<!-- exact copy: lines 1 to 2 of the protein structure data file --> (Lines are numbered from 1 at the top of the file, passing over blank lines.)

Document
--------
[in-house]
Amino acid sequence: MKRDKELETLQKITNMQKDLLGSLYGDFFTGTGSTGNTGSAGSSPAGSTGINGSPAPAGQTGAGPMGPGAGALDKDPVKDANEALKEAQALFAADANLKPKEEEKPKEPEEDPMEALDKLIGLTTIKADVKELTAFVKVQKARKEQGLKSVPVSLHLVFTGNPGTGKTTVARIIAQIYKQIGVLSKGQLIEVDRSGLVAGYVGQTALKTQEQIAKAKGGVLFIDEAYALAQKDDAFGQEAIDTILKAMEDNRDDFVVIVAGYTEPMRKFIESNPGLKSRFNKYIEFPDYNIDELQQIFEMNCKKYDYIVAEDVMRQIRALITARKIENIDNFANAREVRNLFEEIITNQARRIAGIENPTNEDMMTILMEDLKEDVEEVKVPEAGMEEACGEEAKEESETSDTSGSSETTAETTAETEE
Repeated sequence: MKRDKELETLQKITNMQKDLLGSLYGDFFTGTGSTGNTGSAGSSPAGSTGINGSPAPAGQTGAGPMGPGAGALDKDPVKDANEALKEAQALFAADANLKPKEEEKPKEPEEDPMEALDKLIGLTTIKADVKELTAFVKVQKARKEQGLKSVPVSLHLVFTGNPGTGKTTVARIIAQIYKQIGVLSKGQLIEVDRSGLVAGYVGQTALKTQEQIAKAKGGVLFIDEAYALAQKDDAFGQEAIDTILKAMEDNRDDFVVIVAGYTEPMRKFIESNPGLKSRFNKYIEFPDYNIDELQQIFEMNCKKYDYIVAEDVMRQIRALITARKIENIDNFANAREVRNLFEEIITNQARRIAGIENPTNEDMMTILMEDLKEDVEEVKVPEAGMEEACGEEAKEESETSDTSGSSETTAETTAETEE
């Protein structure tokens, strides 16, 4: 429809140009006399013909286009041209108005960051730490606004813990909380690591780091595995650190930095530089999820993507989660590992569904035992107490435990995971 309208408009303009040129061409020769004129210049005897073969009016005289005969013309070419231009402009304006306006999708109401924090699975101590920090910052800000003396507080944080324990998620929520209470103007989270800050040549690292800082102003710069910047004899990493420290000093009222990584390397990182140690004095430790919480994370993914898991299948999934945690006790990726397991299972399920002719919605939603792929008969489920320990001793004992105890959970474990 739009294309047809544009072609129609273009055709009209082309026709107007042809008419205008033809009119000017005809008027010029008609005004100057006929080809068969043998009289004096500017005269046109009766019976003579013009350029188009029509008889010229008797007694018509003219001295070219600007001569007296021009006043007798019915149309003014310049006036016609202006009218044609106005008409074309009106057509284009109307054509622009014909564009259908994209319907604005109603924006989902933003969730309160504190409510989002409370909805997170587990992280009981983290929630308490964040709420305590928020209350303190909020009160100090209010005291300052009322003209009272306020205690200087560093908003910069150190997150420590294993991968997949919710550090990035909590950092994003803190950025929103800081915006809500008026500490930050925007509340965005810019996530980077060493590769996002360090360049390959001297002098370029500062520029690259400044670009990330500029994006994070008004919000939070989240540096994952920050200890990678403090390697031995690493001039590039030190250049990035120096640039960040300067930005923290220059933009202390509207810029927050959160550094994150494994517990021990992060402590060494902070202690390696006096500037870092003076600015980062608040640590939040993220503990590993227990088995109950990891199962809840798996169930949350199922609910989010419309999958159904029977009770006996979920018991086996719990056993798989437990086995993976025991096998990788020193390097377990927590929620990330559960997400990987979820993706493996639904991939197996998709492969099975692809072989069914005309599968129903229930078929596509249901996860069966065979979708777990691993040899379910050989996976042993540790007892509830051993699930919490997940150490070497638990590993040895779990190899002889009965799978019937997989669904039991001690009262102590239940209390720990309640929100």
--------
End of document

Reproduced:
[in-house]
Amino acid sequence: MKRDKELETLQKITNMQKDLLGSLYGDFFTGTGSTGNTGSAGSSPAGSTGINGSPAPAGQTGAGPMGPGAGALDKDPVKDANEALKEAQALFAADANLKPKEEEKPKEPEEDPMEALDKLIGLTTIKADVKELTAFVKVQKARKEQGLKSVPVSLHLVFTGNPGTGKTTVARIIAQIYKQIGVLSKGQLIEVDRSGLVAGYVGQTALKTQEQIAKAKGGVLFIDEAYALAQKDDAFGQEAIDTILKAMEDNRDDFVVIVAGYTEPMRKFIESNPGLKSRFNKYIEFPDYNIDELQQIFEMNCKKYDYIVAEDVMRQIRALITARKIENIDNFANAREVRNLFEEIITNQARRIAGIENPTNEDMMTILMEDLKEDVEEVKVPEAGMEEACGEEAKEESETSDTSGSSETTAETTAETEE